The Bulls will have a moment of silence to honor Bryant, and Thad Young, who will wear Bryant’s “Zoom Kobe 4 ‘Prelude’” shoe, said it’s likely they’ll take a 24-second violation to honor one of the numbers Bryant wore.

“Kobe has always inspired me — and not just me but other guys around this league, from young to older guys,” Young said. “He's always been very inspiring to each and every one of us just because of what be brought to the game and his life outside of the game. He was pretty much an open book. You know, he let us see how he treated his wife and kids. He let us see the behind the scenes of how he lived his life.

“We thank him for that. He showed us how to continue to walk this Earth and be upstanding citizens and he showed us how to be not just a person to walk this earth but to be a loving husband, father and family member.”

LaVine, who wears No. 8 in part to honor Bryant, acknowledged the difficulty of playing Monday night but said it’s the best way to honor the future Hall of Famer’s legacy.

“It’s going to be really sad, but I think it’s something that he would have wanted — for people to get back into the game and play,” LaVine said. “I feel like that’s how he would approach it. So I’m going to go out there and play the way I do, play my heart out. Obviously, everybody is going to have a heavy heart. But we still have a job to do. It’s terrible you have to play under those circumstances, but I feel like it’s something he would want as well.’’

LaVine grew up idolizing Bryant.

“He inspired a whole generation of kids pretty much. They wanted to be like him. It’s like kids in the 80s and 90s wanted to be like Mike. We wanted to be like Kobe,” LaVine said. “Growing up and seeing the different highlights of his hard work, I feel like that’s one of the biggest things that was instilled in me was his hard work. I try to bring that to my game. And his passion for the game, how ruthless he was as a competitor. But it’s more than that as a basketball player. He was a father. There were more families on there. It’s just terrible what happened, man. It’s just such a loss in so many different ways.”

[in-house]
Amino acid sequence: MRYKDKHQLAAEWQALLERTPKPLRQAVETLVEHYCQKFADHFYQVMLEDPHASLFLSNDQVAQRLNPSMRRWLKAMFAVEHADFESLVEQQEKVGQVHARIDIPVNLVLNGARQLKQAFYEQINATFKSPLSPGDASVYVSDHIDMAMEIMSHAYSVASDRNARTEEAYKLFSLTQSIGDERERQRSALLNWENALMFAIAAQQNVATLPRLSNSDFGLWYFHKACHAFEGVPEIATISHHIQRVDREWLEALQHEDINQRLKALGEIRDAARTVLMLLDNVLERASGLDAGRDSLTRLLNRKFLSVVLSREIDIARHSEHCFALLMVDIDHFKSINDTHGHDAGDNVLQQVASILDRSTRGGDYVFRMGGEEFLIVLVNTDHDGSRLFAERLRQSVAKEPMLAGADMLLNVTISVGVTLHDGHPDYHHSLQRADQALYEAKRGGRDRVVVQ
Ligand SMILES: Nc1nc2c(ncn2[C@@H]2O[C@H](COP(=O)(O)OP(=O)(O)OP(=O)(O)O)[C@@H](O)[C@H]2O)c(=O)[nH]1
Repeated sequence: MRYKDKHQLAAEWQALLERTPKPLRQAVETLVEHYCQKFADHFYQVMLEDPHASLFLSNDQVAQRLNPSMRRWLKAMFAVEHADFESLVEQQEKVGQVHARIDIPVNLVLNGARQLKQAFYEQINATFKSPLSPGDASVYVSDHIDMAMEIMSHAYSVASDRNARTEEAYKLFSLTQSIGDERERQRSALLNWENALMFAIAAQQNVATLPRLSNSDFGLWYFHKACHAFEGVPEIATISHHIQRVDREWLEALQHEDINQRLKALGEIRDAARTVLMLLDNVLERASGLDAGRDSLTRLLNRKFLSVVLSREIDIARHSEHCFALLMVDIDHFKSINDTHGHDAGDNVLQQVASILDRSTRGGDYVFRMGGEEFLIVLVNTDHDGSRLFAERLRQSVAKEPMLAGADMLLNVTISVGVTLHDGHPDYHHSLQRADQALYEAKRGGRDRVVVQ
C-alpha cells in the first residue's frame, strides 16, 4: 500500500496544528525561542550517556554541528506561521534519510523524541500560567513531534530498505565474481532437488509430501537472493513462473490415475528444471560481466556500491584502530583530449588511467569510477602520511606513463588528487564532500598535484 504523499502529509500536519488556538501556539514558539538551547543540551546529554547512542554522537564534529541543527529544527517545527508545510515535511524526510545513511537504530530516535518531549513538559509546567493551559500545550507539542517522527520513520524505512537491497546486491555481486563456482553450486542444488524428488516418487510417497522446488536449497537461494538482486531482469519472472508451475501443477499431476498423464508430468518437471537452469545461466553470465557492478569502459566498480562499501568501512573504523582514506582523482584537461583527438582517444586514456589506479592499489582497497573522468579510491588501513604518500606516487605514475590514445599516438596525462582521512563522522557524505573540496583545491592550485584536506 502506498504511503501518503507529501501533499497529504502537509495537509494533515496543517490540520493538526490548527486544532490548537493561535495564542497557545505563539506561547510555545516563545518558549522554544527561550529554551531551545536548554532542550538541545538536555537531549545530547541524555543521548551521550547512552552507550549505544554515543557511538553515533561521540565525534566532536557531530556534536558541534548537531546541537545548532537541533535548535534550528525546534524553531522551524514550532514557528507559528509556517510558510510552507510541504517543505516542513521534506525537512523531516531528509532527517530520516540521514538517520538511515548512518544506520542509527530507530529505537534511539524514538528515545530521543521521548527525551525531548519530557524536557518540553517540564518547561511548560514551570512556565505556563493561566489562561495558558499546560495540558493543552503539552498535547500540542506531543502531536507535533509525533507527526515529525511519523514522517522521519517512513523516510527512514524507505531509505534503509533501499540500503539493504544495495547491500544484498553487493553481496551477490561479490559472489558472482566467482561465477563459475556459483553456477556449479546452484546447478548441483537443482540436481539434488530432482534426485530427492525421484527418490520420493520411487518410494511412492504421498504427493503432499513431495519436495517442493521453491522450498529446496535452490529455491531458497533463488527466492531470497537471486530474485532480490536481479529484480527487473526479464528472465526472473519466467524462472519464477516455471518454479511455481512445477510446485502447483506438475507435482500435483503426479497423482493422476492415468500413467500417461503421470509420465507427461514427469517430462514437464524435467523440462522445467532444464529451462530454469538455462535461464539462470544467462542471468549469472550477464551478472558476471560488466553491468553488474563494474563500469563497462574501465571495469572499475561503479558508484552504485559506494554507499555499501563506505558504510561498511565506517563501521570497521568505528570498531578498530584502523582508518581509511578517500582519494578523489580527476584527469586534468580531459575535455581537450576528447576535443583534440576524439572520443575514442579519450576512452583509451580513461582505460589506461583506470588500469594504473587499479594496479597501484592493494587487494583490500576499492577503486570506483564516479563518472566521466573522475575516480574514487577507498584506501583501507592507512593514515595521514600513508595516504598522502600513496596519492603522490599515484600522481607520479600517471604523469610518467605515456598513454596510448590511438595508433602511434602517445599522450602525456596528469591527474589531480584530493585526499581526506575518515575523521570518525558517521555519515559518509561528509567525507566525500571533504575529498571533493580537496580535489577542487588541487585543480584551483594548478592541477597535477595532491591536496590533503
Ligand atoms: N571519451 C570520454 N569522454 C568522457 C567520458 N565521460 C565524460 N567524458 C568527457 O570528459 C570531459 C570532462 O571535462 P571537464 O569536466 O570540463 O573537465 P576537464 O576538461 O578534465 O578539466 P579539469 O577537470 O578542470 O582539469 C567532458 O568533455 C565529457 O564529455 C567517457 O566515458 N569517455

LaVine proudly detailed one anecdote from his rookie season when he scored 28 points off the bench in a Timberwolves road victory at Staples Center on Nov. 28, 2014.

“I just remember Kobe was guarding me in the fourth quarter, and obviously I knew growing up and idolizing him that he always guarded the best player [late],” LaVine said. “I had a really good game so he was guarding me, and we were standing at the free-throw line and he tapped me on the butt and said, ‘You know, keep going.’ It was almost shocking to me that I was in that situation as a 19-year-old. It was like, ‘This is a dude I idolized, he’s guarding me.’ It was just surreal.”

LaVine also recalled how he fouled him to send him to the free-throw line that gave Bryant the points to pass Michael Jordan on the all-time scoring list. But LaVine’s takeaways from Bryant were as much professional as personal.

“I try and take his hard work,” LaVine said. “He was somebody that after games, I heard so many different stories from former players that have coached me where if he had a bad game he would stay all night. Or during the summertimes, he wouldn’t take time off.

“Obviously, everybody is different. But I just try and take that mindset of working hard and being in the gym and his mindset of coming in to just kill every game. That was his mindset. There will never be another Kobe Bryant. There’s only one person like that ever. He touched so many lives in the way he affected basketball, and beyond that as well.’’

Young also acknowledged Bryant’s competitiveness.

“He's just always been a clear-cut assassin. There's a reason they call him the Black Mamba. He's one of those guys that's very ferocious, very competitive, do whatever it takes to win, even if it means dunking on his grandmother,” the veteran forward said. “But at the end of the day, he's one of the greatest to ever do it, one of the realest to ever do it. He's put this league on his back. He's helped make the league to what it is today. He's helped inspire and lead the way for guys like me and younger guys to come into this league and be able to do a lot and be able to continue to grind.”